Fantastic first part of a multi-part essay by Sean Askew. Click the link to see read the original and see the pictures he shared: https://www.facebook.com/sean.askew.9/posts/4169200283192822
"One dragon with nine heads…
Does the source of all the Bujinkan Ryū boil down to one original school of martial arts, the Gyokko Ryu?
Part 1 of 3 (Possibly 4)
The Kuki family has in their possession many old documents and scrolls related to their long samurai heritage and religious accomplishments. Among these are a distinct set of scrolls that are directly related to the martial arts of their clan. They detail the martial art known as Kukishin Ryū Tenshin Hyōhō, covering subjects such as Jūjutsu, Bōjutsu, Kenjutsu, Shurikenjutsu, etc. The final scroll of this set, known as “The Teachings of Lord Fujiwara no Kamatari”, is the scroll that I find most interesting for various reasons.
First is that according to the Kuki family archivist and Japanese historian, Mr. Miura Ichirō, this is a very unusual scroll when compared to the others in the set. To the expert, it seems that the words have been “rewritten in a modern style (by Takamatsu Sensei), but that the scroll’s contents do not seem to have been created in modern times”. In the first part of this scroll, Kamatari states that the contents were handed down from Amenokoyane no Mikoto to the Nakatomi family and that transmission to outsiders was strictly prohibited. Amenokoyane no Mikoto is a Shinto deity who appears in Japanese mythology. He is believed to be the ancestor of the Nakatomi-Fujiwara clan and is enshrined at the Kasuga Grand Shrine, as the ancestral deity of the Nakatomi-Fujiwara clan. As you may remember from some of my previous posts, the Kuki family is a direct bloodline branch of this Clan.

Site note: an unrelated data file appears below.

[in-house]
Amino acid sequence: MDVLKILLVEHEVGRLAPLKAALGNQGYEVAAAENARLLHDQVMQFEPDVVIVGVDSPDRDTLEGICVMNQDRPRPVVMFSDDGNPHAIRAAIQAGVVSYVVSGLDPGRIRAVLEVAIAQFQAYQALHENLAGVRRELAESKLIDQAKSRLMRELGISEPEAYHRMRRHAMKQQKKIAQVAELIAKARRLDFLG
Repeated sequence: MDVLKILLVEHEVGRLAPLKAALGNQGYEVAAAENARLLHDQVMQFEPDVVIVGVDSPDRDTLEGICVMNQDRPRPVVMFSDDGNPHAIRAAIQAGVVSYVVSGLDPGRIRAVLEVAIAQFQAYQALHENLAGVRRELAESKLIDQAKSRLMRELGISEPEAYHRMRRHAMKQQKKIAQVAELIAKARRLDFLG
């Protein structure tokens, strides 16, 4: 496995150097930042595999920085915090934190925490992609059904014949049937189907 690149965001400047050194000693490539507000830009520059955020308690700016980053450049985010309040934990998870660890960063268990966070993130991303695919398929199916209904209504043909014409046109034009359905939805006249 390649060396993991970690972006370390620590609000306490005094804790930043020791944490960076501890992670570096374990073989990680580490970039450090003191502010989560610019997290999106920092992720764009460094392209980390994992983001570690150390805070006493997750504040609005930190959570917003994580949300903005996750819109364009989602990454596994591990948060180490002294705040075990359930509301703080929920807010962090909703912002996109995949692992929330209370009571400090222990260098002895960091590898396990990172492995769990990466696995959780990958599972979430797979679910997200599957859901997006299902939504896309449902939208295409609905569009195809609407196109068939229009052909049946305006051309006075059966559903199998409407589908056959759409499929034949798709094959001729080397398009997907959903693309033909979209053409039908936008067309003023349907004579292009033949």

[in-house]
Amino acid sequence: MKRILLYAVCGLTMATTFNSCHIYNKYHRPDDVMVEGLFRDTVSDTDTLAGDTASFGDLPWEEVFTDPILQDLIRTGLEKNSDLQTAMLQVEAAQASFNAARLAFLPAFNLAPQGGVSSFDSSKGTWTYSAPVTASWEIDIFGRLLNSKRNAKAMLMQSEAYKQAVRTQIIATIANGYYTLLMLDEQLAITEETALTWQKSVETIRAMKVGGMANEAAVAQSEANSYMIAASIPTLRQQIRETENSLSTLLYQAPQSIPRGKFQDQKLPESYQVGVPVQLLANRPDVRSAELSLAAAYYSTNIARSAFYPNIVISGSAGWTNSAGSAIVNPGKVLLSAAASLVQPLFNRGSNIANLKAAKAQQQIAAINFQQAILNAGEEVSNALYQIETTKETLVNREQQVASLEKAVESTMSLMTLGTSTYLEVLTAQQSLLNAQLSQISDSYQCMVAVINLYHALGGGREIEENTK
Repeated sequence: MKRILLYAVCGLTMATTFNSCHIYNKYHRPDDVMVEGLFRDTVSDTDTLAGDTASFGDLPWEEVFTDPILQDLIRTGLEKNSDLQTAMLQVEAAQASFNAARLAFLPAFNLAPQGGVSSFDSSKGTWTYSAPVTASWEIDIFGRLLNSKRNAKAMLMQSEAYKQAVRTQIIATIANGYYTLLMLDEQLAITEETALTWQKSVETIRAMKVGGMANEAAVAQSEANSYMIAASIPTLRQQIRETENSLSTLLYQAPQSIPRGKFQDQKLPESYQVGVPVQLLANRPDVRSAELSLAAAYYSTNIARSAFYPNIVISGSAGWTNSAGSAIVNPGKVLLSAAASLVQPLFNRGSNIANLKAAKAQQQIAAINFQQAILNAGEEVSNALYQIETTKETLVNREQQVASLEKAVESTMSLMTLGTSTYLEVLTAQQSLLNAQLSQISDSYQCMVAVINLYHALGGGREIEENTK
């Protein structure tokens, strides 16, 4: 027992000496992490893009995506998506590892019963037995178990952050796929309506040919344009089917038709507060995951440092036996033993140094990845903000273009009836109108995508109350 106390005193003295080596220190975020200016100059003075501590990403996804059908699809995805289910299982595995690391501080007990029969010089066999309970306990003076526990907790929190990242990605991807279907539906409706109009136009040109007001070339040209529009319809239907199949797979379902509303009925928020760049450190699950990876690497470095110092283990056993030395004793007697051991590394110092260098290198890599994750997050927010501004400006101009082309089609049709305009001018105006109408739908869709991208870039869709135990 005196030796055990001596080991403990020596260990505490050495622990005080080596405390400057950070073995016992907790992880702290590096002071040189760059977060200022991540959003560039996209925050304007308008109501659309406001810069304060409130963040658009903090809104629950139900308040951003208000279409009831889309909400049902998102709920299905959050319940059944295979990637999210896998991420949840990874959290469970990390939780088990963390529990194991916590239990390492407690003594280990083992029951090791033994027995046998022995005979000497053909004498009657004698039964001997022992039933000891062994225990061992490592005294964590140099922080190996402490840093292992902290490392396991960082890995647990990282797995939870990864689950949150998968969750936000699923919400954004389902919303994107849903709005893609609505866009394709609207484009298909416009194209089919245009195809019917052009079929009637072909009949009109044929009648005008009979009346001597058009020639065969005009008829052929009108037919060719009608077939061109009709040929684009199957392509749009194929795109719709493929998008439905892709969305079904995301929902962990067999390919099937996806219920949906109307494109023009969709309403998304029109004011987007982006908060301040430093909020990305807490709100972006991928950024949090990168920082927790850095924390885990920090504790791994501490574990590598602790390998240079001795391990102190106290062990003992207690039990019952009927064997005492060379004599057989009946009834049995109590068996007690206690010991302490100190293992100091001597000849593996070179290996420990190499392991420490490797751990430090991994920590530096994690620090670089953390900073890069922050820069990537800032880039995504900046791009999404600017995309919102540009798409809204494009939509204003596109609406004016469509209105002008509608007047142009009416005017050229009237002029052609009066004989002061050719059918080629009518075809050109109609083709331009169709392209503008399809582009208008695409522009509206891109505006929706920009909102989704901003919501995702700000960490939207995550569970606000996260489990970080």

The following are just a few of the many titles of the topics covered in the scroll:
天地生三巻神法秘謡 Tenchisei Sanmaki Shinpo Hiutai
The Divine Method of the Secret Songs of Heaven Earth and Life
養心法 Yoshin no Ho
Method of Nourishment
神力法 Jinryoku no Ho
Method of Divine Power
呼吸法 Kokyu no Ho
Method of Breathing
靈電法 Reiden no Ho
Method of Spirit Lightning
統一法 Toitsu no Ho
Method of Unification
神醫法 Shinei no Ho
Method of Divine Healing
鎮魂八陣乃秘法 Chinkon Hachijindai no Hiho
Secret Method of the Repose of the Soul from the Eight Guardian Deities
狐霊法 Korei no Ho
Method of the Fox Spirit
蟇目乃秘法 Hikime no Hiho
Secret Method of “Toad Eye” (ancient archery ritual)
鳴弦乃法 Meigen no Ho
Method of warding off evil spirits by pulling the string of a bow
(It was widely performed when the emperor took a bath, or when a nobleman was born or sick)
As this scroll was noted as being unusual by Mr. Miura, I wanted to know more about it and investigate what its teachings are in more depth. I had been thinking in the back of my mind that I had seen the name Fujiwara no Kamatari before, but I just couldn’t remember where. I also remembered that his name was somehow related to another notable name in the history of Togakure Ryū ninjutsu and the origins of shinobinojutsu in the Iga region. But it just kept slipping off the edge of my memory, hanging in the back of my mind. So, I went back to the beginning and started with fresh look into who was this Fujiwara no Kamatari. And that’s when I found the second thing about this scroll that really piqued my interest.
I started to refresh my memory by going to Wikipedia. I know, it gets a bad rap by serious academics, but I find it an excellent place to get general information that I can dig into deeper and confirm. I figured from there I might find tidbits that I can investigate even further to find more information. And lo and behold I found a nugget right in the first paragraph. The Wikipedia entry for Fujiwara no Kamatari starts off like this...
(Edited from Wikipedia)